Nama deal: Stormont inquiry may not finish before assembly term ends
A parliamentary inquiry into Northern Ireland's biggest ever property deal may not end before the current assembly term finishes, its chairman has said.
The Republic of Ireland's National Asset Management Agency (Nama) sold its Northern Ireland loans portfolio to a US investment firm for £1.2bn in 2014.
The Northern Ireland Assembly's finance committee is investigating the sale.
It has been alleged that former first minister Peter Robinson was to benefit from a "success fee" after to the deal.
Mr Robinson, a former leader of the Democratic Unionist Party (DUP), has denied that claim.
During the committee's meeting on Wednesday, its chair, Sinn Féin MLA Daithí McKay, said more time may be needed for the inquiry to be completed.
The assembly is due to break up in March to allow for the start of an election campaign, with voters going to the polls in May.
Mr McKay said the committee would have to decide whether it presents the evidence it has already gathered or gives a series of recommendations.
He also suggested that members may conclude the committee "can't reach conclusive recommendations... given there are gaps" in the evidence received.
Mr McKay said he would want to see the new assembly and committee take up the matter due to the "lack of co-operation from certain witnesses".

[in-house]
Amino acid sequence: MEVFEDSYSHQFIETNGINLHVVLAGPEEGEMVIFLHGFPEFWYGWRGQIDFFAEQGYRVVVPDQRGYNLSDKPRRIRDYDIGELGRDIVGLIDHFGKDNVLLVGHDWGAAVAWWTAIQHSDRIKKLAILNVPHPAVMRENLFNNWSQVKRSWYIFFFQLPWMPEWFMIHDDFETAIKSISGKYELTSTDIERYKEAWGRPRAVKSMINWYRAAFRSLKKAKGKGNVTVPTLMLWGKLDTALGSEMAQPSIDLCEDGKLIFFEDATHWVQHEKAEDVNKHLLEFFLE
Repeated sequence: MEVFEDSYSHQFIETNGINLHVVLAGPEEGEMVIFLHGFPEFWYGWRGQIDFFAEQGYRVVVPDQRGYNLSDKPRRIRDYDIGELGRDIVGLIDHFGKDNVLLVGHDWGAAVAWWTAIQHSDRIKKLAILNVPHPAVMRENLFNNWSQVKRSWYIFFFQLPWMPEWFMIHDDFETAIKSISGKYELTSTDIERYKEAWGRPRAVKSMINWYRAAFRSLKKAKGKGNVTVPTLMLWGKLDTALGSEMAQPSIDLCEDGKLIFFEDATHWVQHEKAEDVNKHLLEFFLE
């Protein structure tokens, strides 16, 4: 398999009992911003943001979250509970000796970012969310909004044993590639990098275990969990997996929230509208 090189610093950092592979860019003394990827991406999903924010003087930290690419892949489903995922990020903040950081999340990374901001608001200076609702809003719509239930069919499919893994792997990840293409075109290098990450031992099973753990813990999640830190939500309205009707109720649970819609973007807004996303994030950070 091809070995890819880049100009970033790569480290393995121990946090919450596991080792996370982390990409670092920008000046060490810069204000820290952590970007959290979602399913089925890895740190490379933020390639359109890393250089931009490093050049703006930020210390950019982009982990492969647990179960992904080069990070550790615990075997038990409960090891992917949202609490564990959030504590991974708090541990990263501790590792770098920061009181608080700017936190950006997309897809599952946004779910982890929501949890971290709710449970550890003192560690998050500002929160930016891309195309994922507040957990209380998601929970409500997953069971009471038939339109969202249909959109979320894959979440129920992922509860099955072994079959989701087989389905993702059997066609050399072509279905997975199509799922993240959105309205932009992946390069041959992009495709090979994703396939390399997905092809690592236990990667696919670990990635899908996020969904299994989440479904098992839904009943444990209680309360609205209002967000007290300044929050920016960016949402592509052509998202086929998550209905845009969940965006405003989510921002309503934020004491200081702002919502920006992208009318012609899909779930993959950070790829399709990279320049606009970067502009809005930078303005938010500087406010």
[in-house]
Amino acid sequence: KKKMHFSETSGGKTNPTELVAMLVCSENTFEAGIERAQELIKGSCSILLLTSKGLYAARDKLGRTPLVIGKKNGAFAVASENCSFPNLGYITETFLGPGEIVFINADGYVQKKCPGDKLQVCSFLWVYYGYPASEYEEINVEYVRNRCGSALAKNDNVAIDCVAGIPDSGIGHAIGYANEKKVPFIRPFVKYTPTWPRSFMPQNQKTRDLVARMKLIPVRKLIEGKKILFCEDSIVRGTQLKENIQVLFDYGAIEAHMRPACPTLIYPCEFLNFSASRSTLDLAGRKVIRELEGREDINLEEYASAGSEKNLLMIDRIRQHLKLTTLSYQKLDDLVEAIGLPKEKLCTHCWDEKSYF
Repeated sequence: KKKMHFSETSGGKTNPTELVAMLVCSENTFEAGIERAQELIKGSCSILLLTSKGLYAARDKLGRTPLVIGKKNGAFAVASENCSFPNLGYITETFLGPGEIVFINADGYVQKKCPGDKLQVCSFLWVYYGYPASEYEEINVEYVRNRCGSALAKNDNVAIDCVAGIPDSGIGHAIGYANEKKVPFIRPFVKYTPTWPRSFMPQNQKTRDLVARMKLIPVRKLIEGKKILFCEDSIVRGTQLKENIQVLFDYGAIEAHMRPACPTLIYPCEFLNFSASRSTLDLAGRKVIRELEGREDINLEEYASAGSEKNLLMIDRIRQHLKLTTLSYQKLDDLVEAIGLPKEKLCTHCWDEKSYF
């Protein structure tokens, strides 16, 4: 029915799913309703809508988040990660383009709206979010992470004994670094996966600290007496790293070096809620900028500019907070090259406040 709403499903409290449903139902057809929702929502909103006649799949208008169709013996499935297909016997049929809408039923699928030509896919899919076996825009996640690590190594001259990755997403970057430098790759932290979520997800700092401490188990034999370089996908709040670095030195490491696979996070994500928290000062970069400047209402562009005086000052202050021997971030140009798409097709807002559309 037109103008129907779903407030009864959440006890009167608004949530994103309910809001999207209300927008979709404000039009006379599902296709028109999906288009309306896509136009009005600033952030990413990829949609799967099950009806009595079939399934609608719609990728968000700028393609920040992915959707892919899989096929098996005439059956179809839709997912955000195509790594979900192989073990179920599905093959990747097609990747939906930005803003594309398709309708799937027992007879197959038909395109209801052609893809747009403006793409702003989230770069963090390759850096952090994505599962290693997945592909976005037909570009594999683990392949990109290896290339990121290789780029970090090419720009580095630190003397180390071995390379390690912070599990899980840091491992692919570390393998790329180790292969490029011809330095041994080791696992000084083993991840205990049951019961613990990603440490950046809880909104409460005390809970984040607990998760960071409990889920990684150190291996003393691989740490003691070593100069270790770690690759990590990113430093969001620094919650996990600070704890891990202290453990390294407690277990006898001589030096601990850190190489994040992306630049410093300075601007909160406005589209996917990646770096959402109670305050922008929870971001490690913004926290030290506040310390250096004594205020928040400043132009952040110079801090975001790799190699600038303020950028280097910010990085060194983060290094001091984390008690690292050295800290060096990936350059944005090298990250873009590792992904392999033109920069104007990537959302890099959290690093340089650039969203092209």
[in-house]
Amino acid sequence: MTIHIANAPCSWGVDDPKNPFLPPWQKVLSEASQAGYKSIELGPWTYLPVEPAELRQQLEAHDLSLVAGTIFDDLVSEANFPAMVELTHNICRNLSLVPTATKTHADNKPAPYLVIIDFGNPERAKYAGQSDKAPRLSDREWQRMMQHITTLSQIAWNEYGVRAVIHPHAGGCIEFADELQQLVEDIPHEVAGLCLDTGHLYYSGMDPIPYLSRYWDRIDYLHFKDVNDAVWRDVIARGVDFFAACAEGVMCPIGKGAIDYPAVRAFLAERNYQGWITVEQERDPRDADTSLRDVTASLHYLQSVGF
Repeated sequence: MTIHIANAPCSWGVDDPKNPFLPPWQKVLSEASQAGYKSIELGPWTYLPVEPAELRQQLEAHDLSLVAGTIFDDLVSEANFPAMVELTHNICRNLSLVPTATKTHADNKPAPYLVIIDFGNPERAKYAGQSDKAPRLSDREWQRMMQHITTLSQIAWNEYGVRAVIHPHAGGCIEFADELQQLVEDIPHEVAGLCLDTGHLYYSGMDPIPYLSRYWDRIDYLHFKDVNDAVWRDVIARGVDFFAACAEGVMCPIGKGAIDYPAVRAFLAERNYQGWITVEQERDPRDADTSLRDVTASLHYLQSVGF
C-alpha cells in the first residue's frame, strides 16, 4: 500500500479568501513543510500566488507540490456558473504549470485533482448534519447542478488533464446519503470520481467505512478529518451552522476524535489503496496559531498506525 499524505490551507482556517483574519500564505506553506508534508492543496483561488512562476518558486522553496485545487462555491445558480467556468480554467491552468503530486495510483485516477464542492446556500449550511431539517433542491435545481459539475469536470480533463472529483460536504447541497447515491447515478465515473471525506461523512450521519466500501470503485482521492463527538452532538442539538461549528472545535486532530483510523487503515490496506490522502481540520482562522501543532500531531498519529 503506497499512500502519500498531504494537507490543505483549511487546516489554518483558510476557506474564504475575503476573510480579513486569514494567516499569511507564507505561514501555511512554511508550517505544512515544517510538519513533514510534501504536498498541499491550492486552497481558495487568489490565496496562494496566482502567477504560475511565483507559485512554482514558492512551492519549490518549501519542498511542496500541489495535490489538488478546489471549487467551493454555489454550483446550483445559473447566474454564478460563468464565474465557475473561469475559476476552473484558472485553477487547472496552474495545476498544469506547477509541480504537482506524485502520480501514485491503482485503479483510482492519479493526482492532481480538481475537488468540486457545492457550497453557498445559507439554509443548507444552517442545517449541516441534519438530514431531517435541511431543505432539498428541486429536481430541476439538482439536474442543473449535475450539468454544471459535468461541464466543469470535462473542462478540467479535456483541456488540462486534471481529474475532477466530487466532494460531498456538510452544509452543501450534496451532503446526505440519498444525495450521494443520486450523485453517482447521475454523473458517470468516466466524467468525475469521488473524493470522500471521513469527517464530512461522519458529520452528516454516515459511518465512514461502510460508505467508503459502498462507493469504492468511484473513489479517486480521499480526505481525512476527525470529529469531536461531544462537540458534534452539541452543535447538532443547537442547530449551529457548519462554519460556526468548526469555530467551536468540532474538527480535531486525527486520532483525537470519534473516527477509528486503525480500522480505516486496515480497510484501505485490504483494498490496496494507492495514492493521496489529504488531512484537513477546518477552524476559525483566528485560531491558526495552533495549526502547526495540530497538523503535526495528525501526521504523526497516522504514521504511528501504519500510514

But the DUP's Gordon Lyons questioned "starting again in the new mandate", and said he would prefer the inquiry was brought to "some sort of conclusion".
Committee members also said they would seek advice as to whether a former adviser to Nama in Northern Ireland could be compelled to give evidence.
Mr McKay said it was "unfortunate" that Frank Cushnahan "has chosen not to communicate with the committee".
"He could have answered the many, many questions we have put to him in writing," Mr McKay said.
In September, Mr Cushnahan wrote to the committee to reject critical comments made about him at an inquiry hearing.
The Irish state-owned Nama was set up to take control of property loans made by the country's banks before the financial crash in 2008.
It sold all of its Northern Ireland property loans to Cerberus in April 2014.
Independent politician Mick Wallace first made claims about success fees connected to the sale in the Irish parliament in July.
His allegations prompted the Northern Ireland Assembly and the Irish parliament to begin investigations into the deal.
The National Crime Agency, the UK's equivalent of the FBI, is carrying out a criminal investigation into the sale.